The other day, the Massachusetts Interscholastic Athletic Association (MIAA) held a hearing to decide if a former student of ours could play a sport for his new high school. MIAA rules prohibit students who transfer high school from playing or practicing with a varsity team if they played that same sport at another school the previous year. A waiver can be granted if the students’ family moves or if the MIAA deems it in the student’s best interest to continue playing.
The hearing room was crowded with the student, the principal of the receiving high school, an all-male panel representing the MIAA that heard the appeal, coaches, a lawyer, and family members. Our school, which was asked to speak about the matter, was represented by two women, our Athletic Director, and our Dean of Students. Other than the young man’s grandmother, they were the only women in the room.
I’m not questioning the MIAA’s right to make a decision about whether a young man can play a sport. In our opinion, the best thing for him, and the course we were planning to take this year, was that he not play sports and instead get his grades up. This is no longer our decision, however.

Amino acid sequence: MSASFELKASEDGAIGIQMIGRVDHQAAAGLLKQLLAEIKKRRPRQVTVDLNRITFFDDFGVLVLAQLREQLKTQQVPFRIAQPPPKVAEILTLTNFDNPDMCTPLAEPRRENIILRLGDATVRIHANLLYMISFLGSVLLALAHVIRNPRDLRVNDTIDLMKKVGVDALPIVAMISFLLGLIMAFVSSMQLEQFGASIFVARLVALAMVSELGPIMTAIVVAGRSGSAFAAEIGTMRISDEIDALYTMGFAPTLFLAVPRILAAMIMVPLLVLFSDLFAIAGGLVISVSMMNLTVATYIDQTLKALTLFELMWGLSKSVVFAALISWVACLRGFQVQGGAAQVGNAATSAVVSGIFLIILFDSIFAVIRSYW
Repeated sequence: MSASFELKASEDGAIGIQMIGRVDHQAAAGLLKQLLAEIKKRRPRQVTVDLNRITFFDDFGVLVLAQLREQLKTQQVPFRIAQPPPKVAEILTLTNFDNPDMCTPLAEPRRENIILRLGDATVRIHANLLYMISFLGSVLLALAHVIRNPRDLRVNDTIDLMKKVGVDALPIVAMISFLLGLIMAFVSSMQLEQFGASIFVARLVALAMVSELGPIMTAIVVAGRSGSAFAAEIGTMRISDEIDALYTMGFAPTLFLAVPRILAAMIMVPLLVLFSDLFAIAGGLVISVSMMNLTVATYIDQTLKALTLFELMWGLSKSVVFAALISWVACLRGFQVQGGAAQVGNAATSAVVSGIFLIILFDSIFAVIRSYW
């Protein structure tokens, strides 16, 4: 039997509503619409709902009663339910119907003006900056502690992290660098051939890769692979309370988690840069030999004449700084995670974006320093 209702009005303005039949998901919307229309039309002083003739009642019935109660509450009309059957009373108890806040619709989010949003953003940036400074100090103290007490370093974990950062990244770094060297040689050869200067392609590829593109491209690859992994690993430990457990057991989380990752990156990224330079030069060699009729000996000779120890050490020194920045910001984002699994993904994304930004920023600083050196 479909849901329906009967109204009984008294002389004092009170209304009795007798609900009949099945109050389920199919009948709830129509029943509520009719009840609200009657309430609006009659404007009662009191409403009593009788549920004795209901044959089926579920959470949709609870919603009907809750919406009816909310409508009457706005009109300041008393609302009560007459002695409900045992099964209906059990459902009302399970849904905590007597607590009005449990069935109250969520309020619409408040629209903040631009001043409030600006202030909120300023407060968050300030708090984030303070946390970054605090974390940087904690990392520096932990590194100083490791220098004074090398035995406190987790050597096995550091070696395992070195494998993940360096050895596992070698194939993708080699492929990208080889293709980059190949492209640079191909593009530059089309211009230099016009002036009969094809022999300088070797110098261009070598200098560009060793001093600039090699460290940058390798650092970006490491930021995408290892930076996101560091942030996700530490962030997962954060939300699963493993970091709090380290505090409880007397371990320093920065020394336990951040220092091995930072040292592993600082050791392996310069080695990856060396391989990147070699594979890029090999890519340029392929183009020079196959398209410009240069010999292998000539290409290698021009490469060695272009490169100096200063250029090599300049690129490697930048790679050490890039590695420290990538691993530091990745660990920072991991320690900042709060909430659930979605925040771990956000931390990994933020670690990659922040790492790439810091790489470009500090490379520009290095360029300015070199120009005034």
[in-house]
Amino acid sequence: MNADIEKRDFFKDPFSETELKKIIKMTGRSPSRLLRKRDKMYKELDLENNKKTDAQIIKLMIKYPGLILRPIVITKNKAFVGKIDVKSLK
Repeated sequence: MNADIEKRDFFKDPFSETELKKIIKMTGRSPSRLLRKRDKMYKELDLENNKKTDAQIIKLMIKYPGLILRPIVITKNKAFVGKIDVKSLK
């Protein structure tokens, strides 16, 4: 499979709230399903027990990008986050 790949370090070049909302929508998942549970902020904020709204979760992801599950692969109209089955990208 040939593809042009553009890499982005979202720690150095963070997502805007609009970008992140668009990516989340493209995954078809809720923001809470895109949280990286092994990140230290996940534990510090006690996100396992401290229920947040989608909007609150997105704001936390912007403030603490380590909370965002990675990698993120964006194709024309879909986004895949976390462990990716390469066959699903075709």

During the hearing, a retired principal who sat on the panel was dumbfounded by the Cristo Rey work-study program. “You mean students miss practices and games on they days they work,” he blurted. “What kind of program is that?”
“That’s correct, sir,” our young Athletic Director responded. “On work days, the students work the whole day. We’re preparing them for college and life.”
When I heard this, I could not have been more proud of our young Athletic Director, who stood up for our students and our mission in a room full of men.
Cristo Rey breaks every category that people have about education. Yes, our students miss games and practices if they are scheduled during a 9-5 day, though most sports practice after 5:00 p.m., when the work day and a homework period are done.
Our mission is very clear, and it works. For the past four years, 100% of Cristo Rey Boston’s seniors have been accepted to four-year colleges, and students who enter our school 2-4 grades below level end up going to some great colleges and universities because they work and study hard during their four years at Cristo Rey.
What kind of a program do we have, sir? I’d say we have one that delivers results for students who want to work hard for a better future.